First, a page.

Inheritance tax is particularly unpopular says Robert Jenrick
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Inheritance tax (IHT) is currently set at 40 percent on the value of a person’s estate above a particular threshold when they pass away. Legally avoiding this levy is likely to be a key aim for many Britons hoping to pass down money or assets to their loved ones. One of the ways a person may be able to knock down their IHT bill is through charitable gifts, with legacies accounting for 16 percent of all fundraised income for charities.
Sarah Coles, personal finance analyst at Hargreaves Lansdown, provided insight on the matter.
She said: “Legacies are a lifeline for charities, and by leaving money in your will, you won’t just get a warm glow from helping a good cause, you’ll also get a boost from knowing you could cut your inheritance tax bill too.
“There are just certain steps you need to take to avoid the pitfalls of legacy giving.
“The pandemic dealt a triple blow: charities needed to help more people, they were able to raise less cash through events and charity shops, and delays in probate meant less legacy income.
“Since the beginning of this year, legacy income is thought to have recovered.
“Tragically, this is partly because more people have passed away, but also because long delays in the probate process have started to unwind.”
However, the act of legacy giving can end up being a win-win situation for both charities and those making gifts.
Those gifting to charity will see the sum fall out of their estate for Inheritance Tax purposes.
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This means the part of a person’s estate potentially liable for tax will be reduced.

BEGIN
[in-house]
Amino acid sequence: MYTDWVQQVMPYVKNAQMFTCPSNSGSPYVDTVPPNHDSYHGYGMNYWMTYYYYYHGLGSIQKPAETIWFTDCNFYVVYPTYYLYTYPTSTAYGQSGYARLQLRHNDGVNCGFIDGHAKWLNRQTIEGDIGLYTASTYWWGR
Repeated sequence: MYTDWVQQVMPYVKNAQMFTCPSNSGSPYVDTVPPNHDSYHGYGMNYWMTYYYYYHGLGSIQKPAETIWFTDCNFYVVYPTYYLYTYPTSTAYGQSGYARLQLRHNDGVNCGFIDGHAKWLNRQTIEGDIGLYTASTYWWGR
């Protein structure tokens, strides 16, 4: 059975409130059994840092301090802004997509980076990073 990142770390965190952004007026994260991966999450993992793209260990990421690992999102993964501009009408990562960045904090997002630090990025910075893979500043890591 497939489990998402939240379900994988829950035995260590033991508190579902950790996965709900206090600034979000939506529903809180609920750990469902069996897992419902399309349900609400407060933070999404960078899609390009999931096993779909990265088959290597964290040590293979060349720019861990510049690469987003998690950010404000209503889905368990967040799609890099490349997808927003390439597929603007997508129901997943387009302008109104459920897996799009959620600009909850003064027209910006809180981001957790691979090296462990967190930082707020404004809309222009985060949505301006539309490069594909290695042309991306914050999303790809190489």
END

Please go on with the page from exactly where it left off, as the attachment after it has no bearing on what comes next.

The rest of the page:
Ms Coles continued: “If you leave at least 10 percent of your estate to charity (after exemptions), the rate of Inheritance Tax payable on any part of your estate outside your allowances falls from 40 percent to 36 percent.
“This won’t save money overall, but will ensure a charity you care about gets the money rather than the taxman.”
But Ms Coles also urged caution with this kind of action, given the fact that circumstances can change.
Leaving a fixed sum to charity, for example, may create issues if a person sees an income drop after they have written their Will.
To surmount this issue, individuals can specify a specific percentage of their estate goes to charity.
Otherwise, they could lay out specific bequests to family before leaving the remainder of their estate to charity.
This second action, however, could be impacted by rising house prices, as individuals may be left giving more than they originally intended.
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Finally, it will be important to keep families in the loop when it comes to decision making about charity giving.
Some family members may be expecting more of a financial legacy left behind after a person passes away.
If they ultimately receive less due to a charity gift, this could cause problems and distress unnecessarily.
There will be no Inheritance Tax to pay if everything above the threshold – usually £325,000 – is given to charity.
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